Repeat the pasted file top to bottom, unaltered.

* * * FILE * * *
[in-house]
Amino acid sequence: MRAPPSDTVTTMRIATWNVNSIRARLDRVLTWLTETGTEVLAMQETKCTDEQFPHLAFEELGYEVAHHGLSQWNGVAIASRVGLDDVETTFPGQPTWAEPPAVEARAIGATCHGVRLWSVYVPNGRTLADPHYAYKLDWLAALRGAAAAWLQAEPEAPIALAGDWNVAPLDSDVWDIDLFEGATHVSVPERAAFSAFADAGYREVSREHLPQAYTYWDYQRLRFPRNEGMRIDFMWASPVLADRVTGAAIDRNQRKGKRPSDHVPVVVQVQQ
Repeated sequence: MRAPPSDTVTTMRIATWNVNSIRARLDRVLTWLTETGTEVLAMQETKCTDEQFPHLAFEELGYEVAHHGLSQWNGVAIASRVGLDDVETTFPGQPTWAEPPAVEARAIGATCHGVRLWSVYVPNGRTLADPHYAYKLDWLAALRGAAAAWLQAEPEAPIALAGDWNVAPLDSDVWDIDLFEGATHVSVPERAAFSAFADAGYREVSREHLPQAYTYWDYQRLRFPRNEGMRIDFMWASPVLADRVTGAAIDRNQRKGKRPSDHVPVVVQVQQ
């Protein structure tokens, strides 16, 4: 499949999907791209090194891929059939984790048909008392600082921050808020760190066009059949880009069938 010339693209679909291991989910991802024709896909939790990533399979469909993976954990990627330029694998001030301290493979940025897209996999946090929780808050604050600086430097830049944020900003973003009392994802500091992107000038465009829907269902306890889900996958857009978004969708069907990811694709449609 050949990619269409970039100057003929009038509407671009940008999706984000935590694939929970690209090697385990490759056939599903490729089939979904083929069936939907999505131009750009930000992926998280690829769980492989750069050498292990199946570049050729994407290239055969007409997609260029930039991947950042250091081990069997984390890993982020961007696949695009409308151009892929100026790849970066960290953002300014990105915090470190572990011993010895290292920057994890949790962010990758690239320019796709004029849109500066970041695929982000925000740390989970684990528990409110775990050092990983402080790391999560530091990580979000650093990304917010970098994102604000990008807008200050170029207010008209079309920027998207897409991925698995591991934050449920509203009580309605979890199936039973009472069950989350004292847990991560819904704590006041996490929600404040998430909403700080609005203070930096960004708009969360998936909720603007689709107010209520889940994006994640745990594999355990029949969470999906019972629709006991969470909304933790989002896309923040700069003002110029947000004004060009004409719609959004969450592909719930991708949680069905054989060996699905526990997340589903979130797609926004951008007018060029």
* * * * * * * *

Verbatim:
[in-house]
Amino acid sequence: MRAPPSDTVTTMRIATWNVNSIRARLDRVLTWLTETGTEVLAMQETKCTDEQFPHLAFEELGYEVAHHGLSQWNGVAIASRVGLDDVETTFPGQPTWAEPPAVEARAIGATCHGVRLWSVYVPNGRTLADPHYAYKLDWLAALRGAAAAWLQAEPEAPIALAGDWNVAPLDSDVWDIDLFEGATHVSVPERAAFSAFADAGYREVSREHLPQAYTYWDYQRLRFPRNEGMRIDFMWASPVLADRVTGAAIDRNQRKGKRPSDHVPVVVQVQQ
Repeated sequence: MRAPPSDTVTTMRIATWNVNSIRARLDRVLTWLTETGTEVLAMQETKCTDEQFPHLAFEELGYEVAHHGLSQWNGVAIASRVGLDDVETTFPGQPTWAEPPAVEARAIGATCHGVRLWSVYVPNGRTLADPHYAYKLDWLAALRGAAAAWLQAEPEAPIALAGDWNVAPLDSDVWDIDLFEGATHVSVPERAAFSAFADAGYREVSREHLPQAYTYWDYQRLRFPRNEGMRIDFMWASPVLADRVTGAAIDRNQRKGKRPSDHVPVVVQVQQ
């Protein structure tokens, strides 16, 4: 499949999907791209090194891929059939984790048909008392600082921050808020760190066009059949880009069938 010339693209679909291991989910991802024709896909939790990533399979469909993976954990990627330029694998001030301290493979940025897209996999946090929780808050604050600086430097830049944020900003973003009392994802500091992107000038465009829907269902306890889900996958857009978004969708069907990811694709449609 050949990619269409970039100057003929009038509407671009940008999706984000935590694939929970690209090697385990490759056939599903490729089939979904083929069936939907999505131009750009930000992926998280690829769980492989750069050498292990199946570049050729994407290239055969007409997609260029930039991947950042250091081990069997984390890993982020961007696949695009409308151009892929100026790849970066960290953002300014990105915090470190572990011993010895290292920057994890949790962010990758690239320019796709004029849109500066970041695929982000925000740390989970684990528990409110775990050092990983402080790391999560530091990580979000650093990304917010970098994102604000990008807008200050170029207010008209079309920027998207897409991925698995591991934050449920509203009580309605979890199936039973009472069950989350004292847990991560819904704590006041996490929600404040998430909403700080609005203070930096960004708009969360998936909720603007689709107010209520889940994006994640745990594999355990029949969470999906019972629709006991969470909304933790989002896309923040700069003002110029947000004004060009004409719609959004969450592909719930991708949680069905054989060996699905526990997340589903979130797609926004951008007018060029």